Lombardi said he didn’t know why Benedict had decided to drop his other main title: bishop of Rome.
In the two weeks since Benedict’s resignation announcement, Vatican officials had suggested that Benedict would likely resume wearing the traditional black garb of a cleric and would use the title “emeritus bishop of Rome” to avoid creating confusion with the future pope.
Adding to the concern is that Benedict’s trusted secretary, Archbishop Georg Gaenswein, will be serving both pontiffs — living with Benedict at the monastery being converted for him inside Vatican grounds while keeping his day job as prefect of the new pope’s household.
Asked about the potential for conflict, Lombardi was defensive, saying the decisions had been clearly reasoned and were likely chosen for the sake of simplicity.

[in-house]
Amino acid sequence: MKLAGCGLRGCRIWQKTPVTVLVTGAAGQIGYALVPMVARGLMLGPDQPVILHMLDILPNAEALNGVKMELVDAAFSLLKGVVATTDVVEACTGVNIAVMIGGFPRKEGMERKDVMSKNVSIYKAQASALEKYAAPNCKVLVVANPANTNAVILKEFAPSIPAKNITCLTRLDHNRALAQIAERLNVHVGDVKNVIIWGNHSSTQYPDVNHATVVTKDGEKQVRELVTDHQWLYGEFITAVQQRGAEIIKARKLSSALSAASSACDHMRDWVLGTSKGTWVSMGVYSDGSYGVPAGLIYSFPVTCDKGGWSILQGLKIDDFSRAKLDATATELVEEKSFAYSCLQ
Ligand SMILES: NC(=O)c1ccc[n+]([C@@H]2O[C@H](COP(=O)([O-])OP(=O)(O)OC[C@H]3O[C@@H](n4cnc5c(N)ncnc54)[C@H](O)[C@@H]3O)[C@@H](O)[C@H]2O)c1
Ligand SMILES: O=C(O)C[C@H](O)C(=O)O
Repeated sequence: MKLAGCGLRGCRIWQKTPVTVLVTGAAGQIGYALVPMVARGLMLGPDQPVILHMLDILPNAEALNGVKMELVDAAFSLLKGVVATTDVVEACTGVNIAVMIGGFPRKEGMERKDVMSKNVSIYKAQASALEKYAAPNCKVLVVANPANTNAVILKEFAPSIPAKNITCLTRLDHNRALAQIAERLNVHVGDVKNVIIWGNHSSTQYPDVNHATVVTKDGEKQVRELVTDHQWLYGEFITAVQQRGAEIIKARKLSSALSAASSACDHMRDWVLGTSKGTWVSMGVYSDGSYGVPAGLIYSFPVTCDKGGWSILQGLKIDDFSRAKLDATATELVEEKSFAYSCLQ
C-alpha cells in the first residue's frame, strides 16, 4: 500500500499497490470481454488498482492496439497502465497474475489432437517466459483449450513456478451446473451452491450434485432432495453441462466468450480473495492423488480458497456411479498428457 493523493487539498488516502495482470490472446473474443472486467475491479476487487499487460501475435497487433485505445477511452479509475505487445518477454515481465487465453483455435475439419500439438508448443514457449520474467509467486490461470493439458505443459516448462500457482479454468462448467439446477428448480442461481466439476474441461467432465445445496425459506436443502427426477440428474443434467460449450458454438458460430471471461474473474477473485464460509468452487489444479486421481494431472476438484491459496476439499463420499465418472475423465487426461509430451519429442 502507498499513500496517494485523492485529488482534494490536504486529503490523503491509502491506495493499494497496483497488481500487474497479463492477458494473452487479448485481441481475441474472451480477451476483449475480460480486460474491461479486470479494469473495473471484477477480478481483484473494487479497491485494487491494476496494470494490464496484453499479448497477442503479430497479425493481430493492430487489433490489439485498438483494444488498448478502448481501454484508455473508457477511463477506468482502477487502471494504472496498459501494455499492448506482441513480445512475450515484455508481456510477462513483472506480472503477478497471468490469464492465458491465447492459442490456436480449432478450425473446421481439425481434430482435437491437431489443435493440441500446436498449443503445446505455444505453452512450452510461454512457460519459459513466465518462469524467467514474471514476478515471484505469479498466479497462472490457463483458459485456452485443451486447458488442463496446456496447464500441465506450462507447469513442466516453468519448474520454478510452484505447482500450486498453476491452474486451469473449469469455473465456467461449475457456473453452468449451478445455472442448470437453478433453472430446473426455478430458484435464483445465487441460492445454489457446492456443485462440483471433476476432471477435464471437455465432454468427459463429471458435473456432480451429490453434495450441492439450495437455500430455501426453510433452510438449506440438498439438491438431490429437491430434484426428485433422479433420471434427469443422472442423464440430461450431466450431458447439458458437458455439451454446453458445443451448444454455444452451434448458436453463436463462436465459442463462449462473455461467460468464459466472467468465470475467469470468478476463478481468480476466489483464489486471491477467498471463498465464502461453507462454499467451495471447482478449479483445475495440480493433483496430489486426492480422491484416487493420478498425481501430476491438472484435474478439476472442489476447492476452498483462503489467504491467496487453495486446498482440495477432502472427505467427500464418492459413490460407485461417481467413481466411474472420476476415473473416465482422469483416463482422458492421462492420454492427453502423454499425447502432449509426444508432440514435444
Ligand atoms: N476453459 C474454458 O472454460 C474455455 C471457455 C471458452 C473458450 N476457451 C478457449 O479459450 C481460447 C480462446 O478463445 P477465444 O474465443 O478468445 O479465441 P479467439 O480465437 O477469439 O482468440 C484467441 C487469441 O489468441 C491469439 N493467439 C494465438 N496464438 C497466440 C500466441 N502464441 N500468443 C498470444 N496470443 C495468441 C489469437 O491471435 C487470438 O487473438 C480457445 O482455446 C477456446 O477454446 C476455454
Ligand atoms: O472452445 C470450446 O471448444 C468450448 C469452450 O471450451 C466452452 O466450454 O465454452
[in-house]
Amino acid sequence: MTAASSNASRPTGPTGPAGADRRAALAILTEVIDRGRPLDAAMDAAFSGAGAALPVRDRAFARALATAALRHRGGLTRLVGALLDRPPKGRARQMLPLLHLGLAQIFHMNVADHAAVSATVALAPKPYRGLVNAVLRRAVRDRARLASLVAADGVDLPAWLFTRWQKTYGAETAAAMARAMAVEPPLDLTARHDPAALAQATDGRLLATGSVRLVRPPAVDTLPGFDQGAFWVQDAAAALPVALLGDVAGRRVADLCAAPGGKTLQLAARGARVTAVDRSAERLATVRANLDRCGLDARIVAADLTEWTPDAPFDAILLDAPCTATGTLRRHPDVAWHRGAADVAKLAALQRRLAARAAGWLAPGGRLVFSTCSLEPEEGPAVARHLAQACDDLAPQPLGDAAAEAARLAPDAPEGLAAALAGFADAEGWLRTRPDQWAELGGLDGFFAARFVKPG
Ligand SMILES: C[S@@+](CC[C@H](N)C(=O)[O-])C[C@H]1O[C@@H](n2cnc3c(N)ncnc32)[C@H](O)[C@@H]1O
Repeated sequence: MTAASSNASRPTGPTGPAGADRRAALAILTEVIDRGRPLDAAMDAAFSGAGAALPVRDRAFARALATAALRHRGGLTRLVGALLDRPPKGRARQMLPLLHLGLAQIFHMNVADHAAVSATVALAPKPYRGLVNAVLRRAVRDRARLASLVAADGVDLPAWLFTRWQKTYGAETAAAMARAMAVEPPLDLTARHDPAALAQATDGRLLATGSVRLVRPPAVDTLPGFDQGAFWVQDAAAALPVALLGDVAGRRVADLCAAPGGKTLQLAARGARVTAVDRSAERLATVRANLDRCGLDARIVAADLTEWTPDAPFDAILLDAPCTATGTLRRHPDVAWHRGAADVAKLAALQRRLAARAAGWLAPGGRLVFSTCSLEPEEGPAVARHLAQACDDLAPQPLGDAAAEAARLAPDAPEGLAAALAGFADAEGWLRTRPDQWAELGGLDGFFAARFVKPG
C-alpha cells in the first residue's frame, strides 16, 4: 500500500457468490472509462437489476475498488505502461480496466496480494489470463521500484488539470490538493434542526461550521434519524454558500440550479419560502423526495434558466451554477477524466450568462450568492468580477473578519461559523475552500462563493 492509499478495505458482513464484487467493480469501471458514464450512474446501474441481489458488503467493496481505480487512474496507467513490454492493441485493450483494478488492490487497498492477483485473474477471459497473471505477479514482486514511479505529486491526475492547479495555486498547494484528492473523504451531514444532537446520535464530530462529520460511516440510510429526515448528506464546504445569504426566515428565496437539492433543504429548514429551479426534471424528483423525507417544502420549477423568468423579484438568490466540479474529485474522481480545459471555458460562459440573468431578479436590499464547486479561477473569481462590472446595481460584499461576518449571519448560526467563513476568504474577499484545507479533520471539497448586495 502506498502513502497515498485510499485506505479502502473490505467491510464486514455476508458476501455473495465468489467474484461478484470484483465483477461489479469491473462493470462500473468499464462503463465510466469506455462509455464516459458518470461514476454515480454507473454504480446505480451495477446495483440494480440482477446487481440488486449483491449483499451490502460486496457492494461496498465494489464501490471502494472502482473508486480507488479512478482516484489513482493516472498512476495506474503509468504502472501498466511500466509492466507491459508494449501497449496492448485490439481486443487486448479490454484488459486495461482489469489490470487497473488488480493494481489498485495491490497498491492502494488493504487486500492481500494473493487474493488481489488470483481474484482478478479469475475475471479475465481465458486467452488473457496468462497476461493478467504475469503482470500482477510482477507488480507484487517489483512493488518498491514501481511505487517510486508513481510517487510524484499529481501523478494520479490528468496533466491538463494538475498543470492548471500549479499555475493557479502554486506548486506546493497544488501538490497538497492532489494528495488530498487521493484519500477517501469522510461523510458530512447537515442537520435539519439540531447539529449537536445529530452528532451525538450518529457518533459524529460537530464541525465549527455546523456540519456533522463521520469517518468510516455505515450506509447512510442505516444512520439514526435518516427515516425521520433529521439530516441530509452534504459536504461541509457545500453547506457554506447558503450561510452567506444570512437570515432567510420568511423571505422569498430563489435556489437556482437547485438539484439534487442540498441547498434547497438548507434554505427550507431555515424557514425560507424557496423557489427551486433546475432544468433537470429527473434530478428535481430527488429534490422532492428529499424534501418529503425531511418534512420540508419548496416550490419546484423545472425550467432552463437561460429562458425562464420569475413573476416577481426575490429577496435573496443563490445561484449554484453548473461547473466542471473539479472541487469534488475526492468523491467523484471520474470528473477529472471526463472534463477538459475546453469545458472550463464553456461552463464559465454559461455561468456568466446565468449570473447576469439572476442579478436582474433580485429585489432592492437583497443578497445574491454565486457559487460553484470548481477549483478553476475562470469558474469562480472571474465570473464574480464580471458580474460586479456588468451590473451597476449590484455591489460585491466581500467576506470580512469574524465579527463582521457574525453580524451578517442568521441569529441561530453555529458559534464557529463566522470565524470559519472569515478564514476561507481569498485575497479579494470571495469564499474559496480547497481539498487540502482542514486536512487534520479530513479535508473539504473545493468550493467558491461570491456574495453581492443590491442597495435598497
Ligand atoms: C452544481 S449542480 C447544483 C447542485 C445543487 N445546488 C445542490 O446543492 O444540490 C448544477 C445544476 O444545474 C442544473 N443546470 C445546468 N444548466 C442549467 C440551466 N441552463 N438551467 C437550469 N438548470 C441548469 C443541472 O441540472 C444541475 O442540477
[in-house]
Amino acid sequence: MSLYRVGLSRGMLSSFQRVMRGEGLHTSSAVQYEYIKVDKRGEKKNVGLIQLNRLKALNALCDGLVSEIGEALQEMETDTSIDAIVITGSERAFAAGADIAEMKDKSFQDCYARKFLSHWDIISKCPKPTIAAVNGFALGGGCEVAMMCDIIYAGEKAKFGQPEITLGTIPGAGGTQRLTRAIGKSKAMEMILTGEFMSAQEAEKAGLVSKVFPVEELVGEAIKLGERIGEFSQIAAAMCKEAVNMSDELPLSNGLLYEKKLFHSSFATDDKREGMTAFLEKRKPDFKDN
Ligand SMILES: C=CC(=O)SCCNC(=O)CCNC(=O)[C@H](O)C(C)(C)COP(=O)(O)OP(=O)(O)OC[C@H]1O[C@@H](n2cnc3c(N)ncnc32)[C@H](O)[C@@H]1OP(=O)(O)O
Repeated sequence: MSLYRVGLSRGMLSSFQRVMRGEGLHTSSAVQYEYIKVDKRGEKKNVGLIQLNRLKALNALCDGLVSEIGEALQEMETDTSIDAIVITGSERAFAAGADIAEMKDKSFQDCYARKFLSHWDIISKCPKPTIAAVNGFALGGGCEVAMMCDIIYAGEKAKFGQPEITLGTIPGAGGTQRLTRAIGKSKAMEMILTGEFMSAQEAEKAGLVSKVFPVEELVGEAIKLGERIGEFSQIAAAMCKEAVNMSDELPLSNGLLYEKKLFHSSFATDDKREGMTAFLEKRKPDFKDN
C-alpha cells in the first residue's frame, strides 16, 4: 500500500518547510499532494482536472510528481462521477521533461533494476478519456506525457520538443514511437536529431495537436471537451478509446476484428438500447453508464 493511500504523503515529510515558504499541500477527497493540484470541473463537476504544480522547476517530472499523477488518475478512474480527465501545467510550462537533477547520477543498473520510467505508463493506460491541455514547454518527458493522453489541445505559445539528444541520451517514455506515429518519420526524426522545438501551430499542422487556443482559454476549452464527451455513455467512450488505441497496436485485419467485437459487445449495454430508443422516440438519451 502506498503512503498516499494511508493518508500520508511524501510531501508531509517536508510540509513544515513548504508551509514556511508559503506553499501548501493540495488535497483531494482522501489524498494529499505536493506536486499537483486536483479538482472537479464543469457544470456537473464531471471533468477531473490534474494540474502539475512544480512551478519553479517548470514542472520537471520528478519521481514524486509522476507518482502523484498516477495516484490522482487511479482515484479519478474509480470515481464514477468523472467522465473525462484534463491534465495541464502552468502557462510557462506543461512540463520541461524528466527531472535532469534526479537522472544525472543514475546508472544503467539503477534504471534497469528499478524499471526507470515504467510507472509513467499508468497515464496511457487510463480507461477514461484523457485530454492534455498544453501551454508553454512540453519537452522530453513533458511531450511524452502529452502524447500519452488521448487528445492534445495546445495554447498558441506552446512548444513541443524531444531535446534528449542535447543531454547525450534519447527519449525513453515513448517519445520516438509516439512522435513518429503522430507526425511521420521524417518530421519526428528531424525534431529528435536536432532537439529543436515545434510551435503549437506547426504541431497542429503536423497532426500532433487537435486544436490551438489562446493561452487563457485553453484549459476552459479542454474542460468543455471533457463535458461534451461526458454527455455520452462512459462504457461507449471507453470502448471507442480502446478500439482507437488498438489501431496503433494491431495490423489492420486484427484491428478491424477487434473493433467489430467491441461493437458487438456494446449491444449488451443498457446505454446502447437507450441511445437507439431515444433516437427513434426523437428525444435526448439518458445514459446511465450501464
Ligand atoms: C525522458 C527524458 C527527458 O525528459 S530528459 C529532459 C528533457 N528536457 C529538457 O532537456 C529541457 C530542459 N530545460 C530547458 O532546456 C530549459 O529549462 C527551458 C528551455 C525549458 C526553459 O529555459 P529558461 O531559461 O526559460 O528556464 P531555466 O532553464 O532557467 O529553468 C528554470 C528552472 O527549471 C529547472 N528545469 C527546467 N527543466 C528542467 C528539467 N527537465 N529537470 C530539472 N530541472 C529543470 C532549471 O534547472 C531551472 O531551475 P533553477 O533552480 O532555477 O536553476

“I believe it was well thought out,” he said.
Benedict himself has made clear he is retiring to a lifetime of prayer and meditation “hidden from the world.” However, he still will be very present in the tiny Vatican city-state, where his new home is right next door to the Vatican Radio transmission tower and has a lovely view of the dome of St. Peter’s Basilica.
Kueng said it was a mistake for Gaenswein to serve both men and for Benedict to remain so close to the center of action.
“No priest likes it if his predecessor sits next to the rectory and watches everything he does,” Kueng was quoted as saying in Der Spiegel. “And even for the bishop of Rome, it is not pleasant if his predecessor constantly has an eye on him.”
However, others reasoned that Benedict’s retirement plans and title were in keeping with those of other retired heads of state.
“I was somewhat surprised that Benedict would still be called ‘His Holiness’ and would wear white, but it’s akin to the former U.S. presidents being addressed as ‘Mr. President,’” said the Rev. James Martin, a Jesuit writer and editor. “It’s a mark of respect for the former office he once held.”